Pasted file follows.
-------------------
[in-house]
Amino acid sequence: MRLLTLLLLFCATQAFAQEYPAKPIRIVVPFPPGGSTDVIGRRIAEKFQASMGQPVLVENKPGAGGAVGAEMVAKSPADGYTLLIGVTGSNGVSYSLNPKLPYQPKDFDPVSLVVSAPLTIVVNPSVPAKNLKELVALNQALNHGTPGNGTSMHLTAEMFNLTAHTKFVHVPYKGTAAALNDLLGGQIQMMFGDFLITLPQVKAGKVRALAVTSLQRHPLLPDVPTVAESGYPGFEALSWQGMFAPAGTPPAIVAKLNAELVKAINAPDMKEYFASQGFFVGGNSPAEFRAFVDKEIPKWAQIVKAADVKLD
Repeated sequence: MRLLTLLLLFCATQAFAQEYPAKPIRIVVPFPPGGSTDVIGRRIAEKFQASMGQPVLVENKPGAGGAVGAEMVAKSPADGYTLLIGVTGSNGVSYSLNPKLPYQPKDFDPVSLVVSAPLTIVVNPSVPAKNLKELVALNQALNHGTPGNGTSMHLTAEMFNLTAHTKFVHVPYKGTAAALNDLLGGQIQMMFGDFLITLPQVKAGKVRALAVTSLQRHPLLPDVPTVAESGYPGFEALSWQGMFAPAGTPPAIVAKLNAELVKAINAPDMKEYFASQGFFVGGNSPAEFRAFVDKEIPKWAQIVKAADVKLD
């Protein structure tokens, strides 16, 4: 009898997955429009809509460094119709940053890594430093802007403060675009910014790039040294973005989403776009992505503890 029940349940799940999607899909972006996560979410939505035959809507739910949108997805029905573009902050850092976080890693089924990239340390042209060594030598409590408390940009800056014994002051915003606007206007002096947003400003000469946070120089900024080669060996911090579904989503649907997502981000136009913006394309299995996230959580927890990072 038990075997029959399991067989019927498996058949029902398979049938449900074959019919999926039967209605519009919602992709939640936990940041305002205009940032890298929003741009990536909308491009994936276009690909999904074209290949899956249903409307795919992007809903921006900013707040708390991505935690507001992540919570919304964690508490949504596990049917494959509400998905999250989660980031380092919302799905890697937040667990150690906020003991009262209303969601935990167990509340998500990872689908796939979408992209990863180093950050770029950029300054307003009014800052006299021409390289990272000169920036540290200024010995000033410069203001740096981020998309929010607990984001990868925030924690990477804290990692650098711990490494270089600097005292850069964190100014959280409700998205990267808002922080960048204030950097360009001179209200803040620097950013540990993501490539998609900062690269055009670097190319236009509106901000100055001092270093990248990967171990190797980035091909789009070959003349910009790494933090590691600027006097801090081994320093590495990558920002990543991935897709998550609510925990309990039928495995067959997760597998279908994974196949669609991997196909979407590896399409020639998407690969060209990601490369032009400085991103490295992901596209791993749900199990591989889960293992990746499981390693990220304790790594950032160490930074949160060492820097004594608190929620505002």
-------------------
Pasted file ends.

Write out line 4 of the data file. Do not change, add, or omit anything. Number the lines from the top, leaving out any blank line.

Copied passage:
């Protein structure tokens, strides 16, 4: 009898997955429009809509460094119709940053890594430093802007403060675009910014790039040294973005989403776009992505503890 029940349940799940999607899909972006996560979410939505035959809507739910949108997805029905573009902050850092976080890693089924990239340390042209060594030598409590408390940009800056014994002051915003606007206007002096947003400003000469946070120089900024080669060996911090579904989503649907997502981000136009913006394309299995996230959580927890990072 038990075997029959399991067989019927498996058949029902398979049938449900074959019919999926039967209605519009919602992709939640936990940041305002205009940032890298929003741009990536909308491009994936276009690909999904074209290949899956249903409307795919992007809903921006900013707040708390991505935690507001992540919570919304964690508490949504596990049917494959509400998905999250989660980031380092919302799905890697937040667990150690906020003991009262209303969601935990167990509340998500990872689908796939979408992209990863180093950050770029950029300054307003009014800052006299021409390289990272000169920036540290200024010995000033410069203001740096981020998309929010607990984001990868925030924690990477804290990692650098711990490494270089600097005292850069964190100014959280409700998205990267808002922080960048204030950097360009001179209200803040620097950013540990993501490539998609900062690269055009670097190319236009509106901000100055001092270093990248990967171990190797980035091909789009070959003349910009790494933090590691600027006097801090081994320093590495990558920002990543991935897709998550609510925990309990039928495995067959997760597998279908994974196949669609991997196909979407590896399409020639998407690969060209990601490369032009400085991103490295992901596209791993749900199990591989889960293992990746499981390693990220304790790594950032160490930074949160060492820097004594608190929620505002």